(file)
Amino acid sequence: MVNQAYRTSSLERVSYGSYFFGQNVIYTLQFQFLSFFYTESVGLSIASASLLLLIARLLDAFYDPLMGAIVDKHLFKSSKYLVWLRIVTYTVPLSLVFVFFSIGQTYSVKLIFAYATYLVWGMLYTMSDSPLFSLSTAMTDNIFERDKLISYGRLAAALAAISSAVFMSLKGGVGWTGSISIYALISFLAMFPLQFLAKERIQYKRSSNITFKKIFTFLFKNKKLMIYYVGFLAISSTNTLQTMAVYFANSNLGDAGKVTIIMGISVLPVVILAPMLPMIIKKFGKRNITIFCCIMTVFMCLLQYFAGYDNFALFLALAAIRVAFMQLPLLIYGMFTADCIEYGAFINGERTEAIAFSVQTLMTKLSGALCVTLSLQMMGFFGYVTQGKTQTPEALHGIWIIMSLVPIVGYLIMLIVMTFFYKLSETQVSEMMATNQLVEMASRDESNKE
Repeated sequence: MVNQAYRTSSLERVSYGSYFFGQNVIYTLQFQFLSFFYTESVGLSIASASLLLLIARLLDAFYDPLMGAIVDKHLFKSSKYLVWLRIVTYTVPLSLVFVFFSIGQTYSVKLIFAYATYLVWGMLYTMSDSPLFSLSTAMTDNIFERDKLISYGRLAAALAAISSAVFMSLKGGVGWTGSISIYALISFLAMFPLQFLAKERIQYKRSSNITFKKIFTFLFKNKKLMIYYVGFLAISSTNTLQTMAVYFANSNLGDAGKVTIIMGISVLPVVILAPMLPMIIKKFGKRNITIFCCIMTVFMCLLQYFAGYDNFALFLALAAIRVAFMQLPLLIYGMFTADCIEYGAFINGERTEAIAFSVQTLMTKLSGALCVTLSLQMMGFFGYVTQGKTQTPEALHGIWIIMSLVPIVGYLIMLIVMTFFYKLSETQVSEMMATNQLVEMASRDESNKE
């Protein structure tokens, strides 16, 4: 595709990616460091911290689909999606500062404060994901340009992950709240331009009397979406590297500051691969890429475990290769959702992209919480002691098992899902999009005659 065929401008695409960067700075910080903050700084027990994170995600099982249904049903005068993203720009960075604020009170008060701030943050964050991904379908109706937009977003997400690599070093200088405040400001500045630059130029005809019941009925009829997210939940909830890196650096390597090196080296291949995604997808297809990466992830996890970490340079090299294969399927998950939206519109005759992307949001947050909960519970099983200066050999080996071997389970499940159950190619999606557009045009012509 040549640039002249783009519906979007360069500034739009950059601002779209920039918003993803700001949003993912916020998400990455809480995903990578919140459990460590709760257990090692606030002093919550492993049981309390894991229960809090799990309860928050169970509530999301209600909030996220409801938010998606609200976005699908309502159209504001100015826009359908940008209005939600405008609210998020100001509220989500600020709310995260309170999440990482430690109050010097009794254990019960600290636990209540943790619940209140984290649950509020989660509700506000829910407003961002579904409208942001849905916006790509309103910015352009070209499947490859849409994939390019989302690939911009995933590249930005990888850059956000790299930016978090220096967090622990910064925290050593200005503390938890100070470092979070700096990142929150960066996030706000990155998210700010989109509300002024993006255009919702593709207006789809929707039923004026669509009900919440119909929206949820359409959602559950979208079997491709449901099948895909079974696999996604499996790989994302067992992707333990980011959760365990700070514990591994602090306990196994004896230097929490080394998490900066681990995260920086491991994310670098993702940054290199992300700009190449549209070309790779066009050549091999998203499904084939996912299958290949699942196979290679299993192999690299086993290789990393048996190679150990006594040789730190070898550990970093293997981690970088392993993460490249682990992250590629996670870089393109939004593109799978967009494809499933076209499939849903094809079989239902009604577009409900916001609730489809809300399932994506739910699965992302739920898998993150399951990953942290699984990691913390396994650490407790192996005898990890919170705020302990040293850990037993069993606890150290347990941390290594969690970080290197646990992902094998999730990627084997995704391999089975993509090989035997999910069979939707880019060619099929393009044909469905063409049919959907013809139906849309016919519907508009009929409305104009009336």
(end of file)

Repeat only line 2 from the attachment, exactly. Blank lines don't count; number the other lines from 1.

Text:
Repeated sequence: MVNQAYRTSSLERVSYGSYFFGQNVIYTLQFQFLSFFYTESVGLSIASASLLLLIARLLDAFYDPLMGAIVDKHLFKSSKYLVWLRIVTYTVPLSLVFVFFSIGQTYSVKLIFAYATYLVWGMLYTMSDSPLFSLSTAMTDNIFERDKLISYGRLAAALAAISSAVFMSLKGGVGWTGSISIYALISFLAMFPLQFLAKERIQYKRSSNITFKKIFTFLFKNKKLMIYYVGFLAISSTNTLQTMAVYFANSNLGDAGKVTIIMGISVLPVVILAPMLPMIIKKFGKRNITIFCCIMTVFMCLLQYFAGYDNFALFLALAAIRVAFMQLPLLIYGMFTADCIEYGAFINGERTEAIAFSVQTLMTKLSGALCVTLSLQMMGFFGYVTQGKTQTPEALHGIWIIMSLVPIVGYLIMLIVMTFFYKLSETQVSEMMATNQLVEMASRDESNKE